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NYSE's John Thain to lead ailing Merrill Lynch

John Thain must guide Merrill through an unfolding credit crisis. John Thain must guide Merrill through an unfolding credit crisis.
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Associated Press / November 15, 2007

NEW YORK - In the game of Wall Street musical chairs, one of the biggest seats has just been taken.

Merrill Lynch & Co. named the New York Stock Exchange's John Thain to lead the world's biggest brokerage just two weeks after it ousted Stanley O'Neal for presiding over the biggest quarterly loss in its 93-year history.

Thain - also thought to be a candidate to become chief executive of Citigroup Inc. after the departure of Charles Prince - faces a tough job in Merrill's top seat.

The 52-year-old will need to lean on his reputation as a consensus builder to win the allegiance of Merrill's army of some 16,000 brokers worldwide. Many felt betrayed by O'Neal, who was forced out after the brokerage reported a $2.24 billion third-quarter loss.

The biggest challenge: Help guide Merrill Lynch through the unfolding credit market turmoil, which threatens Wall Street's biggest investment houses. The firm took a $7.9 billion write-down during the third quarter - an amount that shocked investors because the firm originally pegged the amount at $4.5 billion.

The crisis shows no sign of abating; analysts expect another $4 billion charge this quarter.

Alberto Cribiore, Merrill Lynch's interim nonexecutive chairman who headed the search to find a new chief executive, said Thain is "the right person."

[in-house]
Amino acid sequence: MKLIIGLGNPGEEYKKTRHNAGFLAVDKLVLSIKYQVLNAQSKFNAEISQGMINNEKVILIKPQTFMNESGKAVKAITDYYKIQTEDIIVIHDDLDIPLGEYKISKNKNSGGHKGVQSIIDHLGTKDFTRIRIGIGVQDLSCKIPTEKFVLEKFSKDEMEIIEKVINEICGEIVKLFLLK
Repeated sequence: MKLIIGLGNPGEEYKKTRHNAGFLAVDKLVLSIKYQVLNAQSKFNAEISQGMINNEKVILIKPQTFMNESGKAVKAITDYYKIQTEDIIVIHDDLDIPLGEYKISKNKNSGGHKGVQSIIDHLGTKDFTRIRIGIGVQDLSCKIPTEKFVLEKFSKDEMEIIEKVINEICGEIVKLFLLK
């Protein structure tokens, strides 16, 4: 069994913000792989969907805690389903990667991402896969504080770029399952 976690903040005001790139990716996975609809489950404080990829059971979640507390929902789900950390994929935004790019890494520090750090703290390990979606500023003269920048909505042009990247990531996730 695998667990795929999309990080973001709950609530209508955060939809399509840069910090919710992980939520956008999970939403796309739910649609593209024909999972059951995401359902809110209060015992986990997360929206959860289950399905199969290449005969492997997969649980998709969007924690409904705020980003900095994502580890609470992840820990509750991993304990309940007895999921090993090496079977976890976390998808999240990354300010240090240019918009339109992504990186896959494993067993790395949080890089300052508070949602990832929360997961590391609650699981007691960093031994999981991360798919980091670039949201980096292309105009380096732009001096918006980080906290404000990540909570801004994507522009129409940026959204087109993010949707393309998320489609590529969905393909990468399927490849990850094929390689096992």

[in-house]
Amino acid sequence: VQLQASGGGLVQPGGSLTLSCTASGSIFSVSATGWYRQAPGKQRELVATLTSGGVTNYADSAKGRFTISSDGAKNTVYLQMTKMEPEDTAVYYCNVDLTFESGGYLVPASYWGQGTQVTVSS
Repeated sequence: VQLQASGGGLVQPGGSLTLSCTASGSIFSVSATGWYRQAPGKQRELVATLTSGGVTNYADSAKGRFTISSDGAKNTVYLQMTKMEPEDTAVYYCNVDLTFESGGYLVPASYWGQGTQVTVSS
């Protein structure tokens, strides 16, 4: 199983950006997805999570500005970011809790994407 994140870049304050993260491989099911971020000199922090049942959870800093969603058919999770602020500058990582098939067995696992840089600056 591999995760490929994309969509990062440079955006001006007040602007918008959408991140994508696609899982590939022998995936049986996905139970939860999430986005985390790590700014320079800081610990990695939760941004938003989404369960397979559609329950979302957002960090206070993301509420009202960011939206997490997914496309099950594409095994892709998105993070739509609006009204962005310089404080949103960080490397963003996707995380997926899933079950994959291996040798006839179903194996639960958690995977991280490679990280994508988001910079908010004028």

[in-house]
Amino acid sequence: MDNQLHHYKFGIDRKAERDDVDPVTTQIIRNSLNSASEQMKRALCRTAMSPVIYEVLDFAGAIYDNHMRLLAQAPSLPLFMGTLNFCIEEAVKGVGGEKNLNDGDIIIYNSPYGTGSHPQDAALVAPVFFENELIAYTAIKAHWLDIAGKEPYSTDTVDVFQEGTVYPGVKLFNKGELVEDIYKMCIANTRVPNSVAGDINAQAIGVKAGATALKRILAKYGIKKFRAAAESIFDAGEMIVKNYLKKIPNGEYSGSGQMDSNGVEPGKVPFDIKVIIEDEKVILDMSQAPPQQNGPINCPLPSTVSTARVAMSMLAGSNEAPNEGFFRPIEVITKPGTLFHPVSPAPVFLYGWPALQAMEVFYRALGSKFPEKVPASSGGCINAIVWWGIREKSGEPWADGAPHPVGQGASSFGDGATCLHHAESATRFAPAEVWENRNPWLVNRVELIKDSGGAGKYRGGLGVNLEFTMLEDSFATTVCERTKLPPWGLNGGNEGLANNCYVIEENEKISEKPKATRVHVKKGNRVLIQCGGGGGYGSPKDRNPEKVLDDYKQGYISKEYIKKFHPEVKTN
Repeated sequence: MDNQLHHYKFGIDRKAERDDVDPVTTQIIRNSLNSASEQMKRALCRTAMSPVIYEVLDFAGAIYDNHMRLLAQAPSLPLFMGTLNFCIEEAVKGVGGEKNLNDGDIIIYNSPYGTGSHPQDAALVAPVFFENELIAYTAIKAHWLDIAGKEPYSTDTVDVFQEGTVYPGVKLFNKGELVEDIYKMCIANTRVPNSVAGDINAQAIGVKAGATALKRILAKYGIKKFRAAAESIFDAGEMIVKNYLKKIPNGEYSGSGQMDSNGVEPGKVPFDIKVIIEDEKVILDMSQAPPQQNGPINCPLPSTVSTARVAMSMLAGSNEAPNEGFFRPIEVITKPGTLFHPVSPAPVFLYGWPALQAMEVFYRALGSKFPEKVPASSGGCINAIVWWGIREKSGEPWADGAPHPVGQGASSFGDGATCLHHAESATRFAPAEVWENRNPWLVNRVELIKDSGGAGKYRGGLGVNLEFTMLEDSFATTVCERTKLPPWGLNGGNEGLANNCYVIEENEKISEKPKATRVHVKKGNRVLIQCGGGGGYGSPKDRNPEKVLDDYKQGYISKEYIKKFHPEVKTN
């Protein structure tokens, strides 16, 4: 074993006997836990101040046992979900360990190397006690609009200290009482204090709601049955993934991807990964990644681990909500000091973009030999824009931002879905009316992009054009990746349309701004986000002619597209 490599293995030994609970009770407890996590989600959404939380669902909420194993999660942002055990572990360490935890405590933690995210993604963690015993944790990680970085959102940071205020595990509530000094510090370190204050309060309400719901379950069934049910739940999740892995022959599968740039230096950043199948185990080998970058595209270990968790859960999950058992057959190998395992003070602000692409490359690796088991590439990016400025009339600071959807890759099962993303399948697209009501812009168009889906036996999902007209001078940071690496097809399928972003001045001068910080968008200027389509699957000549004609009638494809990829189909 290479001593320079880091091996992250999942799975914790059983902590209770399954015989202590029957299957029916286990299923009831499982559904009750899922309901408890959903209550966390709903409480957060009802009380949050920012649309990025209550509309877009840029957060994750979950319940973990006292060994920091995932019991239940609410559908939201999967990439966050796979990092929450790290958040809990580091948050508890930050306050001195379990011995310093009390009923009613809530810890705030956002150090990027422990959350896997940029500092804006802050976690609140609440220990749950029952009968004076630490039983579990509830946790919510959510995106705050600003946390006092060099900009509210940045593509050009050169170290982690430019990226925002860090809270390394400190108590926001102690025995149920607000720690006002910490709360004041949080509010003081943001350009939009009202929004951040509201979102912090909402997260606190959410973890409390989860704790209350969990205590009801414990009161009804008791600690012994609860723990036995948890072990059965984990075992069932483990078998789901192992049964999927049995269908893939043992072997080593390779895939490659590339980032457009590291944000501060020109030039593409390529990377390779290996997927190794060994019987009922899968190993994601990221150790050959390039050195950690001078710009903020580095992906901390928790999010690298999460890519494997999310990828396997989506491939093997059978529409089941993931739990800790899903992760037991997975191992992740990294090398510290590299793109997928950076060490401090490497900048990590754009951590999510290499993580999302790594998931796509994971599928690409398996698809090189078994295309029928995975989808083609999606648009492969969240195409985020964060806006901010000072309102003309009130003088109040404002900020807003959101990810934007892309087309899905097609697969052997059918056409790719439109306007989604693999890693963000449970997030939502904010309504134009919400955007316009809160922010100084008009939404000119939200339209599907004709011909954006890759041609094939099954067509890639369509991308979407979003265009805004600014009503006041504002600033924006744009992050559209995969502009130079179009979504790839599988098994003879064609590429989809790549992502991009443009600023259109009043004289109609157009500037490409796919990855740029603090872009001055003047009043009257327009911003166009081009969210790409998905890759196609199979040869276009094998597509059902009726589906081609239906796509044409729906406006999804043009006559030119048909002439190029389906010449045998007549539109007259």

He already has widespread support, from academics to Wall Street analysts. He's viewed as one of the smartest men on the Street after a career at Goldman Sachs Group, where he rose from a bond trader to chief operating officer.

"I think John is a very good candidate for the future," said Win Smith Jr., a former chairman of Merrill Lynch International whose father was among Merrill's founders. "He has a great background, did a good job stepping into NYSE when it had troubled times, and comes out of a firm that has a very strong culture. He can help bring the pride back."

Indeed, the transformation he made at NYSE might serve as the blueprint for how to do the same at Merrill Lynch - which faces both media scrutiny and troubled books. At the NYSE, he took over after Richard Grasso was ousted over his controversial pay package.

Not only was he able to rebuild confidence of NYSE board members and workers, but put the exchange on the right track. His acquisition of electronic trading platform Archipelago Holdings Inc. set NYSE up to go public, and then Thain snapped up Euronext to become the world's first trans-Atlantic stock exchange.

He faces the same major challenges at Merrill Lynch.

"You might think he has a tough job ahead of him at Merrill Lynch, don't forget he had the same thing facing him at the NYSE when it was controlled by the old member firms," said Roy Smith, who worked with Thain at Goldman and is now a professor of finance at New York University's Stern School of Business. "He won them over, and now they're among his greatest admirers."

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